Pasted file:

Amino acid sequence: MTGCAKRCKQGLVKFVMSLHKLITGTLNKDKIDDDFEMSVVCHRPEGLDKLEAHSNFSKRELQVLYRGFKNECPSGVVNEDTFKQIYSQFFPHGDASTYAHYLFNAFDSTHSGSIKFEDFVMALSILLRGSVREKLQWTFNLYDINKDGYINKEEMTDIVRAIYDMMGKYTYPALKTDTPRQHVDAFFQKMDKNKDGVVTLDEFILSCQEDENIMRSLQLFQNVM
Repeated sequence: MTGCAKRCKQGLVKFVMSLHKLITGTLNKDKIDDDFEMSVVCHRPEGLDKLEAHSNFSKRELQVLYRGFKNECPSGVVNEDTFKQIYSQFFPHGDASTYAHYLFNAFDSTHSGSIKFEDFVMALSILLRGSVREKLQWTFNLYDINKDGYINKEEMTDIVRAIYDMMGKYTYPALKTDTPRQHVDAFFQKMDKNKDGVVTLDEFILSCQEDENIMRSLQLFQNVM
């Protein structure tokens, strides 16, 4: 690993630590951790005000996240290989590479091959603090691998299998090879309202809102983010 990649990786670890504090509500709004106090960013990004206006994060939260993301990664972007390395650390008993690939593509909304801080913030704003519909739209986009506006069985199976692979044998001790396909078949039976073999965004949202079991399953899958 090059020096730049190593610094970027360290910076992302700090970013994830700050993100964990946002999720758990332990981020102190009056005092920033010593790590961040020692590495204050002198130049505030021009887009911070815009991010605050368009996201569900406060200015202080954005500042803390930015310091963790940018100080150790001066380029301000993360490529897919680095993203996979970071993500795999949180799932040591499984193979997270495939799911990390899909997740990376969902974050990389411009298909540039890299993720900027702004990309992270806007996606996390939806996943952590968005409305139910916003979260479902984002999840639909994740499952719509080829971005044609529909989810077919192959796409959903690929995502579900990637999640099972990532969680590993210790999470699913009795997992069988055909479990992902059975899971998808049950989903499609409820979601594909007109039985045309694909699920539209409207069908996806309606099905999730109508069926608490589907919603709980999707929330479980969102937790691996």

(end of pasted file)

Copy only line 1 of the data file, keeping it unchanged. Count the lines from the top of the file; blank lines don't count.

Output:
Amino acid sequence: MTGCAKRCKQGLVKFVMSLHKLITGTLNKDKIDDDFEMSVVCHRPEGLDKLEAHSNFSKRELQVLYRGFKNECPSGVVNEDTFKQIYSQFFPHGDASTYAHYLFNAFDSTHSGSIKFEDFVMALSILLRGSVREKLQWTFNLYDINKDGYINKEEMTDIVRAIYDMMGKYTYPALKTDTPRQHVDAFFQKMDKNKDGVVTLDEFILSCQEDENIMRSLQLFQNVM